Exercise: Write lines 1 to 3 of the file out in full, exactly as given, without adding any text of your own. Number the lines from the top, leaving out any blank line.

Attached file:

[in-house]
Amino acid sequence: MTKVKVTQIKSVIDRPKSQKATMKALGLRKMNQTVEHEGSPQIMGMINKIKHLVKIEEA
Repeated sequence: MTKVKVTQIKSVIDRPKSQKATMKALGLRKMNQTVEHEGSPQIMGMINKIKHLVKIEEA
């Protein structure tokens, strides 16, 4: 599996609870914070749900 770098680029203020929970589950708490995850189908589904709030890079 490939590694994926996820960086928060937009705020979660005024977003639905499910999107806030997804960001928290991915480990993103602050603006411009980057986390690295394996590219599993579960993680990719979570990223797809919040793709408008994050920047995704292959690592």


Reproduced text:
[in-house]
Amino acid sequence: MTKVKVTQIKSVIDRPKSQKATMKALGLRKMNQTVEHEGSPQIMGMINKIKHLVKIEEA
Repeated sequence: MTKVKVTQIKSVIDRPKSQKATMKALGLRKMNQTVEHEGSPQIMGMINKIKHLVKIEEA